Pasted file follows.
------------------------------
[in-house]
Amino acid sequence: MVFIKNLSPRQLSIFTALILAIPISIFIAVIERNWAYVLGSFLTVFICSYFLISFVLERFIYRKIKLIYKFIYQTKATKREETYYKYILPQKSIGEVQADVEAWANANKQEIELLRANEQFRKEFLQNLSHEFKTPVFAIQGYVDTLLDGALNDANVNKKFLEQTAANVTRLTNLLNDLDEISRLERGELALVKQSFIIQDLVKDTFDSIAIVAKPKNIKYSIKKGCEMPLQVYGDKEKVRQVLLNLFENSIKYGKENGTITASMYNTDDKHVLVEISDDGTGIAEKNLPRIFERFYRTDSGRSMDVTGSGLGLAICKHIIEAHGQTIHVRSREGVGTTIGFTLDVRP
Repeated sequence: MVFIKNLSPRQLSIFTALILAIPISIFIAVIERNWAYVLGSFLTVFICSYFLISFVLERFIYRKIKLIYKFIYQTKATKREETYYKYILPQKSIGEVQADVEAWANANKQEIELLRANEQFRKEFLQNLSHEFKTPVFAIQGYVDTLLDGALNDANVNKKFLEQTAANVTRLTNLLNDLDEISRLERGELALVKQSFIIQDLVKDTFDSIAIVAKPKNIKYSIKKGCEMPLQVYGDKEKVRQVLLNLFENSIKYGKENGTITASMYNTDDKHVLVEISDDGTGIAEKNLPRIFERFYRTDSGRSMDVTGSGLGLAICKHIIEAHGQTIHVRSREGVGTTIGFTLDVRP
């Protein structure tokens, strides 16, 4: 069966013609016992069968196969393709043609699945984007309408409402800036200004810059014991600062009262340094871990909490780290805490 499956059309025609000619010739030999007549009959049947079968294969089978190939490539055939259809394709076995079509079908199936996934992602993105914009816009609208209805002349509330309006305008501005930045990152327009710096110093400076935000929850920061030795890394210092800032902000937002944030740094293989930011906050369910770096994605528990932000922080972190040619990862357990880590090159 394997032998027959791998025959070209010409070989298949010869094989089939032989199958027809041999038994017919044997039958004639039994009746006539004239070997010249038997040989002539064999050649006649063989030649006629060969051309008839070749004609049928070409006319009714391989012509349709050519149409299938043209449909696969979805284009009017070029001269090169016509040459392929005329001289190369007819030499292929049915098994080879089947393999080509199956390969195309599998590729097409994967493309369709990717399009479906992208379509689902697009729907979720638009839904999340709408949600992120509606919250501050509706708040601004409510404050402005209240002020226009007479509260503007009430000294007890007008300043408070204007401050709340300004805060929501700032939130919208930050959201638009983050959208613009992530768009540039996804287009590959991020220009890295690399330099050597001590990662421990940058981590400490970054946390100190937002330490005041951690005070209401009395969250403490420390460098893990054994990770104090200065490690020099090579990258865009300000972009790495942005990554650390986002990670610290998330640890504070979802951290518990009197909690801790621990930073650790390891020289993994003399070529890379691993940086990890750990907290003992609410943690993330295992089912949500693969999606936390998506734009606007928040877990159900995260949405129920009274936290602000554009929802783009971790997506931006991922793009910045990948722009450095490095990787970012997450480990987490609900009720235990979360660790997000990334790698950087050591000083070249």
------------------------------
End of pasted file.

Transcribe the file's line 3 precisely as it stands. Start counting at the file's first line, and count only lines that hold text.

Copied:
Repeated sequence: MVFIKNLSPRQLSIFTALILAIPISIFIAVIERNWAYVLGSFLTVFICSYFLISFVLERFIYRKIKLIYKFIYQTKATKREETYYKYILPQKSIGEVQADVEAWANANKQEIELLRANEQFRKEFLQNLSHEFKTPVFAIQGYVDTLLDGALNDANVNKKFLEQTAANVTRLTNLLNDLDEISRLERGELALVKQSFIIQDLVKDTFDSIAIVAKPKNIKYSIKKGCEMPLQVYGDKEKVRQVLLNLFENSIKYGKENGTITASMYNTDDKHVLVEISDDGTGIAEKNLPRIFERFYRTDSGRSMDVTGSGLGLAICKHIIEAHGQTIHVRSREGVGTTIGFTLDVRP